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  • George Looney (bio)

In the midst of a hand of seven-card stud,your cards shit & you down to your lastfew chips, almost but not yet tapped out,

without meaning to you find yourselfthinking of your father's bemused ghost.

The last time you saw him alive, your fatherstared for hours at a wall as white & blank

as a screen in a theatre before the movie.What film might your father have beenwatching that day in the nursing home,

so enraptured? Maybe an old film noir,a grainy black & white, the music almosta hymn sung by a choir of stuttering

women who aren't sure of the note they are

stuck on & want to get past it enoughto have forgotten it. A smoky back roomof some mundane & marginal business,

four men overwhelmed by seedy gray tones

playing poker, a near-empty whiskey bottleone man purses his lips & blows across [End Page 153]

to produce an almost ghostly whistle,a single note that segues into a tuneyou'd swear you recognize as Sinatra,

though you can't say what it is. You areseeing this from the point of view of theman who's whistling the song you finally know.It's "In the Wee Small Hours of the Morning,"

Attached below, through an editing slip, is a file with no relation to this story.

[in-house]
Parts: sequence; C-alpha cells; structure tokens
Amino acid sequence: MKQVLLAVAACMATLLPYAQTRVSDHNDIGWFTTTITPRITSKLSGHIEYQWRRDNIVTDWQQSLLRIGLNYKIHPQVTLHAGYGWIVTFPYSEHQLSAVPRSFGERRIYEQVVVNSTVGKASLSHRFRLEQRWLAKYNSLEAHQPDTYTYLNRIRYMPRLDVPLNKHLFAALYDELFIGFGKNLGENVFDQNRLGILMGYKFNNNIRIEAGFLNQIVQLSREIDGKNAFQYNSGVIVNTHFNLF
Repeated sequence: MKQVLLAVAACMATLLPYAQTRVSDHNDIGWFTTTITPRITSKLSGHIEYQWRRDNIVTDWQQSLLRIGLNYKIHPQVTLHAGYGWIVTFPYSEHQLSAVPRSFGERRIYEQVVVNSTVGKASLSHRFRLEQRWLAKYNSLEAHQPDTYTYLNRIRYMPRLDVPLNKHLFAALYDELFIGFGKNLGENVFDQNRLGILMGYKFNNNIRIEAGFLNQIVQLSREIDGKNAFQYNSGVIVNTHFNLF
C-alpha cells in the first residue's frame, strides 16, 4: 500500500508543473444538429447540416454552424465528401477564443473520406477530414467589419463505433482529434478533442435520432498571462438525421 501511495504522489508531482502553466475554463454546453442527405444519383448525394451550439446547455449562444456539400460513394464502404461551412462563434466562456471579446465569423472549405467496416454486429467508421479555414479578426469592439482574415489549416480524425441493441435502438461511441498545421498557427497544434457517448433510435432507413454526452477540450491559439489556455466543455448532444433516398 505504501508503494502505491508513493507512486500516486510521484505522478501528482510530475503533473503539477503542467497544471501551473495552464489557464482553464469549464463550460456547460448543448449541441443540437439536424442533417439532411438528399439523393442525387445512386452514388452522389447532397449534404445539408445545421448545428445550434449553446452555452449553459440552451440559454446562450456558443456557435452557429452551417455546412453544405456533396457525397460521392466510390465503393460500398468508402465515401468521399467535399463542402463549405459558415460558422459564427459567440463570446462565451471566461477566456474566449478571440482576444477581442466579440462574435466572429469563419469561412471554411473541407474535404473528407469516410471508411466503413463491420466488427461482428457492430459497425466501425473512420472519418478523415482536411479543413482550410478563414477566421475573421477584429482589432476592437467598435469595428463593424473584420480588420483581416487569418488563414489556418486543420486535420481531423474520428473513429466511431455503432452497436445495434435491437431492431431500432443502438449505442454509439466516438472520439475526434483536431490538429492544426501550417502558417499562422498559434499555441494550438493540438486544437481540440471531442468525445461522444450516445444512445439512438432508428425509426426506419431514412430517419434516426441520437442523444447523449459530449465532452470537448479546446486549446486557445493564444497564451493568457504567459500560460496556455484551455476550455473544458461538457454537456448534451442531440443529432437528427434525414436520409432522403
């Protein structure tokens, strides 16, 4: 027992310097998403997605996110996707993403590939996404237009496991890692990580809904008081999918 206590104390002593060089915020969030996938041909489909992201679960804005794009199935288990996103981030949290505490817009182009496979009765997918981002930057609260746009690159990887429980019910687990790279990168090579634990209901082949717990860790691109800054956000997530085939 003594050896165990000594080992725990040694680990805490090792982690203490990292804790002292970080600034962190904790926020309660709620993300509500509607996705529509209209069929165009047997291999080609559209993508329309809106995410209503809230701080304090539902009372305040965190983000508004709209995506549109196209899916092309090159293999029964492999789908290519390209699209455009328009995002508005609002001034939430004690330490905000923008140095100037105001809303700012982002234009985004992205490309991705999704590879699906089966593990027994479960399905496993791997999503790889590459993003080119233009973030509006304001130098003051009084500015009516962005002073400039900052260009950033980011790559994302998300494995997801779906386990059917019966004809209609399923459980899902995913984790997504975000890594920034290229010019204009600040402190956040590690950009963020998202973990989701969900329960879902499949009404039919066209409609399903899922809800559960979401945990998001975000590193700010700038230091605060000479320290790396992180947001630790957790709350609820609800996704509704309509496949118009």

& you're in the movie, & only youknow the player across from you—whose handis full of nothing. Trash cards, you'd say

if you were you & not some characterwith a more than shady past & a lover

who happens to be married to the manwith nothing but trash—will be dead

by morning, though you don't yet get thatyou'll be arrested for his murder, set upby your lover & the woman she loves

in ways you will spend your final hours,

alone in a gray cell waiting for the priestwho can give you only last rites & nothing

more, trying to fathom. Before the film's over,your ghost will end up in a bedroomcrying as two women embrace & kiss

with a passion not even a ghost can'tnot want to be part of. And maybe

you are. The hand that's been dealt you [End Page 154]

while you imagined a film noir isa winning hand, & your father's ghostsmiles & turns away & you know he is

off to find your mother in the houseyou were born in, the house that's nothing

now, demolished decades ago to make wayfor an interstate. But they say the house

always wins, in the end. So you think ofyour parents making love with the lights on,

making you again & again in a pastthat will just keep on going as youwin back just enough to call it quits

& head home, having finally broke even. [End Page 155]

George Looney

George Looney's books include the recent Red Mountain Press Poetry Prize-winning What Light Becomes: The Turner Variations, Meditations Before the Windows Fail, Monks Beginning to Waltz, A Short Bestiary of Love and Madness, and the award-winning novel Report from a Place of Burning. He founded the bfa Program at Penn State Erie, edits Lake Effect, and is translation editor of Mid-American Review.



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